Plus, I guess it can be more dangerous in terms of managing the tree, too. They are so noisy you can't hear the cracks in the tree that tell you something's happening. Or you can get too confident and cut too quick and have a tree falling on you before you know it.
Obviously a crosscut saw hardly guarantees safety but I agree with DH that it seems like a sensible choice. Obviously they are more work, but a skilled cutter can actually cut in about the same time as a chainsaw. But speed is not our concern, cutting a tree will take the time that it takes, and the priority is doing it right and safely.
Any book recommendations on forest management and crosscut saw cutting? I'm not having much luck searching Google and Amazon and my library catalog.
We'd be interested in these topics:
- Literally "how to" cut a tree, especially with a crosscut saw
- Safety tips
- How to choose the trees to cut. This will be for firewood and we want to responsibly steward the forest land. We don't want to just say "oh, there's a big tree, let's cut it." Trees in their prime should be left. How do we figure out what trees are on their way out? I understand freshly fallen trees are game for firewood, are there any other "castoffs" that we can take advantage of? What about animals living in the tree? etc.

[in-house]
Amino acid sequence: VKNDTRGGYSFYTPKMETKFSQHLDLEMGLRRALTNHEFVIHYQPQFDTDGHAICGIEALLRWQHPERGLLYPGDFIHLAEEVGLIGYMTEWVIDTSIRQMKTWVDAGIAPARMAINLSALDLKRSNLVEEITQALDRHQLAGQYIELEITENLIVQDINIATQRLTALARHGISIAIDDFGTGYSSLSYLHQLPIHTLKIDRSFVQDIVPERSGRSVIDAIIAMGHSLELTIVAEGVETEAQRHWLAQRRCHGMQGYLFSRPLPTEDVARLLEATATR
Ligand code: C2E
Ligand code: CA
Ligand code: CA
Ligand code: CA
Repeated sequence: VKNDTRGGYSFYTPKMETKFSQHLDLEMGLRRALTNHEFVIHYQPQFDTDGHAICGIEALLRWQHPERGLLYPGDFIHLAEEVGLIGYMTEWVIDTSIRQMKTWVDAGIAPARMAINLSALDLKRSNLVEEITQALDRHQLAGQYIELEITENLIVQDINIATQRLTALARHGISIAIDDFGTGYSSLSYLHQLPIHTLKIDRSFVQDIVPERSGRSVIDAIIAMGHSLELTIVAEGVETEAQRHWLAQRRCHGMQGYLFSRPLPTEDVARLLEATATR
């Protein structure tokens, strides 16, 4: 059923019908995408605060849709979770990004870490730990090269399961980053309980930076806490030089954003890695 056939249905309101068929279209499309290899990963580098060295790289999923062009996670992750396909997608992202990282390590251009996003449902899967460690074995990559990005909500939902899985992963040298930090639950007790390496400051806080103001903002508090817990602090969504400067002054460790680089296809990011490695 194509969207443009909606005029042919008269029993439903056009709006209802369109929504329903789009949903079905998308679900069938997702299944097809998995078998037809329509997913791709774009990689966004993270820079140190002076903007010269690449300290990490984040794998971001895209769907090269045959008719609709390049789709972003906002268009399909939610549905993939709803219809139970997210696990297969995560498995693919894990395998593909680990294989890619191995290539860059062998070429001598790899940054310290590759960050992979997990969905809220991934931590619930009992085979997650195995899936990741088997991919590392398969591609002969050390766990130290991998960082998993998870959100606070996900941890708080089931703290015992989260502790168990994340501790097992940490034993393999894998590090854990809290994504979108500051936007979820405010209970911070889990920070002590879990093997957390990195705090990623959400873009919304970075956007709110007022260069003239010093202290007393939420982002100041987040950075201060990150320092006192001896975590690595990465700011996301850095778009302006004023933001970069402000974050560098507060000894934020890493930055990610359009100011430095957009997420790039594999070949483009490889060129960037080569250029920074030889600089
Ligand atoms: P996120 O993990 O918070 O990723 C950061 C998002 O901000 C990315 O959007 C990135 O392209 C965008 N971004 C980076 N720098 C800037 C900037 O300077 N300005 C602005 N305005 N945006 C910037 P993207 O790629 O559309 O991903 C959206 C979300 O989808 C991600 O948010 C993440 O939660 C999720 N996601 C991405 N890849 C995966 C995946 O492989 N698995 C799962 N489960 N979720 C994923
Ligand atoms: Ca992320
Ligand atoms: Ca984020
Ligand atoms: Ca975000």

- Not that I think this requires much info, but maybe a bit about cutting/splitting wood and storing for fuel. We do have the Encyclopedia of Country Living and I think Carla covers this ok, but more info couldn't hurt.
Also, DH doesn't see how this can be anything but a one man job. I cannot help him because I cannot see well enough to run (and especially, in the correct direction) when the tree starts to fall. I can cut and split a fallen tree with him, but the actual chopping down will have to be him. (Not to mention, somebody has to watch DD during all this - and, uh, make sure she's not an orphan). Apparently there are one-man crosscut saws out there. Safety is obviously a huge concern. We assume the biggest reason safety-wise to having two men do the job is so one can help the other (or get help) if he gets hurt. DH and I were thinking of doing a check-in system, by walkie talkie or phone, maybe every 10 minutes while he's doing it. And of course he shows me the tree before he begins, so I know where he is. I just wrote that out to see if anyone more experienced than we are might have some comments (you're crazy/sounds reasonable) on that.
Oh, one last thought - DH would be wearing goggles, hardhat, steel-toed boots, whatever while doing this. He doesn't have any need to be macho and pretend he's invicible. He'll take all the sensible precautions. Which apparently few men do - the contractors and tree surgeons we've watched cut trees NEVER had hats or goggles.